The ruling on the recoverability issue in relation to the insurance arrangement clause may have wider implications in contracts with insurance-based solutions. In an earlier article on the Court of Appeal decision3, it was suggested that for those charterers and sub-charterers who are in a chain of charterparties where there is a demise charterer who has agreed to pay for the insurance for the joint benefit of themselves and the owners, they will effectively get a “free ride” in the event of a breach of the safe port warranty, or indeed any other breaches of the charterparty in respect of insured losses. Had the Supreme Court ruled that Kashima port was unsafe, the charterers would indeed have escaped liability in light of the joint insurance provision. However, the Supreme Court left open the possibility that the joint insurance provision might be circumvented if the hull insurers had claimed as bailees of the vessel by virtue of the demise charterer’s right of possession and/or by virtue of a contractual right. However, no such claim was pleaded, and it was therefore not open to the hull insurers to argue the point.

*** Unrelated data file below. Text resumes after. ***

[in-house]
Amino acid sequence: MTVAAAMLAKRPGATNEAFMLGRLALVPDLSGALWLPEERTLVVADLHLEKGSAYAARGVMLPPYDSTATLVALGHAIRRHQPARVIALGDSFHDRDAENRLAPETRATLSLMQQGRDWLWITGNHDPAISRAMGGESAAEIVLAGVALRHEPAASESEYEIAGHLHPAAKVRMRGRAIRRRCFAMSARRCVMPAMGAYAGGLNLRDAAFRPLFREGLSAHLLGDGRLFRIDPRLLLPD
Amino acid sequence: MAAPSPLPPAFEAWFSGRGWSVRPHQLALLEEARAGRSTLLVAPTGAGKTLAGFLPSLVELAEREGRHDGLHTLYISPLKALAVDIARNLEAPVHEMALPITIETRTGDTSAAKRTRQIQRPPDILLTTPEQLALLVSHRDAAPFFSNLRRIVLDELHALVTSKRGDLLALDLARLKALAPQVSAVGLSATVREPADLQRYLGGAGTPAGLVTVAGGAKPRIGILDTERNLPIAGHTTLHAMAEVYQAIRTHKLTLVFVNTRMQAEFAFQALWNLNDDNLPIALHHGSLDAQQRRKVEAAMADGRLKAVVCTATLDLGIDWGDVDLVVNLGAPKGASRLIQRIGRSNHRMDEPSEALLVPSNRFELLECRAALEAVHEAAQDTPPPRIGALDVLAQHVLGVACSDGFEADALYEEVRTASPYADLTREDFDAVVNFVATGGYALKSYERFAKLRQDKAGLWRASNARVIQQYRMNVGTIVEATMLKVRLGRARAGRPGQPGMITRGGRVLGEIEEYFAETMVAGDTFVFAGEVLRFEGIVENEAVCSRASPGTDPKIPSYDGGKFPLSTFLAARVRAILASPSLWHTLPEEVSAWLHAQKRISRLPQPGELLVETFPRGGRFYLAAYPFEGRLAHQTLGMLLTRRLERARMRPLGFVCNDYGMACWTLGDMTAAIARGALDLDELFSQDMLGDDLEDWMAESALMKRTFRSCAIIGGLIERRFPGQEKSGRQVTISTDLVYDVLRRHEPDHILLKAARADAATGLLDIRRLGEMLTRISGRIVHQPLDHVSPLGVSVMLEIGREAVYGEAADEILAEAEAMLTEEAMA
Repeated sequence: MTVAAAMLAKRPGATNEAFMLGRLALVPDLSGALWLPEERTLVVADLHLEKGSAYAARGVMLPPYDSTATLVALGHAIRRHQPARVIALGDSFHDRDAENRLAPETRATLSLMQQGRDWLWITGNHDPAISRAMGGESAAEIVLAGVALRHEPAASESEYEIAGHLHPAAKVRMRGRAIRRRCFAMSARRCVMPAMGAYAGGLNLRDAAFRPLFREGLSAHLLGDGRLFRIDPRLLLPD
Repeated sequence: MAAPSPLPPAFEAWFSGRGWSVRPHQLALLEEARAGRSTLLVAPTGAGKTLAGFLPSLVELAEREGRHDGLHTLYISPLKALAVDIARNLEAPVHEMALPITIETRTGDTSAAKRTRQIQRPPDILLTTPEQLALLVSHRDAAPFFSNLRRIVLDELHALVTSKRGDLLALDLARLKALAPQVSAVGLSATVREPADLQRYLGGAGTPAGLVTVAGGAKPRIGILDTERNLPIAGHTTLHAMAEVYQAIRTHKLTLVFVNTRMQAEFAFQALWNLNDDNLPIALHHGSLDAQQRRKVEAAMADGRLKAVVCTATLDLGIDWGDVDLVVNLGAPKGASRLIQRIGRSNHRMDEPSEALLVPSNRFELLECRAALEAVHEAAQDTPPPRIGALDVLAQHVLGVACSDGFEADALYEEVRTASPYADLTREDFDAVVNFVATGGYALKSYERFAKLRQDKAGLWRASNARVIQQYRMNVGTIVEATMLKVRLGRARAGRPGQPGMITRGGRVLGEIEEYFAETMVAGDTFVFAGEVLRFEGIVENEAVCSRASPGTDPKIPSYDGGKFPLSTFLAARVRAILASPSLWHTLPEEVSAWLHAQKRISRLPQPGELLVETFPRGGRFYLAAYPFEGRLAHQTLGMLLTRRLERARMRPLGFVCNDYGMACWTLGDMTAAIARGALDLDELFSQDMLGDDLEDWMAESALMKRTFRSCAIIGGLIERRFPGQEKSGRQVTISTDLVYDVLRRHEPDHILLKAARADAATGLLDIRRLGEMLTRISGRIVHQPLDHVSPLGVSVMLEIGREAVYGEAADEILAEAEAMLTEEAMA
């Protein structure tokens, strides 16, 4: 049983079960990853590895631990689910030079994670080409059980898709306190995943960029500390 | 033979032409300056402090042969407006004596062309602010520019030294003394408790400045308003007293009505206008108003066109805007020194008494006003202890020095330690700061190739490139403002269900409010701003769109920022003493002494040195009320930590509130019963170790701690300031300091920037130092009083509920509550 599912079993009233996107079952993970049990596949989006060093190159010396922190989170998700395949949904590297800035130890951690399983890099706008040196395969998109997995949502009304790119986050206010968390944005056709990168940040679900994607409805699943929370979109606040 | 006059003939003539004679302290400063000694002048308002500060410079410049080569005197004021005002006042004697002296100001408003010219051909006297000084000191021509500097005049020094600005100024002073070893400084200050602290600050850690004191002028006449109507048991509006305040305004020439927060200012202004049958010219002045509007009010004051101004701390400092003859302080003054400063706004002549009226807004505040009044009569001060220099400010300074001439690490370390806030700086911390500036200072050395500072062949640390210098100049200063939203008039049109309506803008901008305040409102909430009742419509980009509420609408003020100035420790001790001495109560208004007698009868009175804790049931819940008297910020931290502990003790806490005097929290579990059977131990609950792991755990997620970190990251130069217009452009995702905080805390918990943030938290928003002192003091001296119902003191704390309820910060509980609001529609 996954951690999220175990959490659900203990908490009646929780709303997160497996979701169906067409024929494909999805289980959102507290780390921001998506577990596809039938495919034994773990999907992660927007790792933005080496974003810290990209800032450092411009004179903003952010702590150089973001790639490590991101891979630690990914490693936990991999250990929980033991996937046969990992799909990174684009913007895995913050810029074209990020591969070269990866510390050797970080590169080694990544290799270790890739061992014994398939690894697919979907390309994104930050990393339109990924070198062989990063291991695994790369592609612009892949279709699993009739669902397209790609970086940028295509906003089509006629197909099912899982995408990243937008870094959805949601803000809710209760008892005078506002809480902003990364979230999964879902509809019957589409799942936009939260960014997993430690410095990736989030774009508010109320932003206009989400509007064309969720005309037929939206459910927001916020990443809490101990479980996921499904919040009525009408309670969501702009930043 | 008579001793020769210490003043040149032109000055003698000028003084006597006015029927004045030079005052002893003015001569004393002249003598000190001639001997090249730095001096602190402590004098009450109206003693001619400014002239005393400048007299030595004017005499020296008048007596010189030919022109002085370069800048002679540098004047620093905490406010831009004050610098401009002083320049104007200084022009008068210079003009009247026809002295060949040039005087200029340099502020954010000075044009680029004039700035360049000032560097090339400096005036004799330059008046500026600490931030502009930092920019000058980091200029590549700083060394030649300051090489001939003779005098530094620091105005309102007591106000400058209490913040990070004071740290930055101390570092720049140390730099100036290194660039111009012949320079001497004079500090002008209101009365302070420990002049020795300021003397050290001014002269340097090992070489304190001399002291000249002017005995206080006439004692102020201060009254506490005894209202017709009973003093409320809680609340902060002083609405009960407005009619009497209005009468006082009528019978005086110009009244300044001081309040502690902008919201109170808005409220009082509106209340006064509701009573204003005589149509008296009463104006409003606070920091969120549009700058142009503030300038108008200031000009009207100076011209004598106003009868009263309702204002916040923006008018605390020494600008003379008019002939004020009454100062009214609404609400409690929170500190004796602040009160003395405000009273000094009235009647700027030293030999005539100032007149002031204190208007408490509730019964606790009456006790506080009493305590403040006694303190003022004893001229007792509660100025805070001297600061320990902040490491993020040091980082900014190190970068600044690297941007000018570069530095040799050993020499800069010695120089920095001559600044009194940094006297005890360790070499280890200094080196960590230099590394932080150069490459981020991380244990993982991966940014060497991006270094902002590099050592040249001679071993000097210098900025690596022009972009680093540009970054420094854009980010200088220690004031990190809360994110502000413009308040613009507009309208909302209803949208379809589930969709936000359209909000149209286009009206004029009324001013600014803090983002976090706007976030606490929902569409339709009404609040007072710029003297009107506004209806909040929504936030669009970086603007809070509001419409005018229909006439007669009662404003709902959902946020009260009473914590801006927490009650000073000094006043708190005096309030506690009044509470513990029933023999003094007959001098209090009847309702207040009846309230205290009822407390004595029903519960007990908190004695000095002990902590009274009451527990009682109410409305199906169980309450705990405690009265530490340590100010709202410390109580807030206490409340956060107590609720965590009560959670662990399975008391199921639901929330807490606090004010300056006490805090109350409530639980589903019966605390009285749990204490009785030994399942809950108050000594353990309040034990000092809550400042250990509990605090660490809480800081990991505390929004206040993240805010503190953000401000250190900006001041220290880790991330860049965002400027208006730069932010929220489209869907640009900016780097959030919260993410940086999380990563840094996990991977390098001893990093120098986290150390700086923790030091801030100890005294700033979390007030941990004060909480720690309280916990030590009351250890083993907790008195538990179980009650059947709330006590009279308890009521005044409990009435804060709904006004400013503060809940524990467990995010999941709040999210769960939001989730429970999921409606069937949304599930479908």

Whilst we may now have the final word in respect of the safety of Kashima port and any lingering hopes that a charterer will be able to limit their liability for the loss or damage to the vessel against the owners should now be dismissed, the last word on the recoverability issue is probably still to come given the door left open by the Supreme Court on the alternative basis of claim in bailment against the charterer and the persuasive dissenting speeches on this issue.

For more information, please contact Jean Koh, Partner, London, on +44 (0)20 7264 8227, or, or Alex Andreou, Associate, London, on +44 (0)20 7264 8068, or, or your usual contact at HFW.


  1. [2015] EWCA Civ 16.
  2. This point had not been considered at the Court of Appeal, which was bound by the decision in the Court of Appeal decision in the CMA DJAKARTA [2004] 1 Lloyds Rep. 460.
  3. “Abnormal occurrence” clarified in the Court of Appeal by Jean Koh, Partner HFW –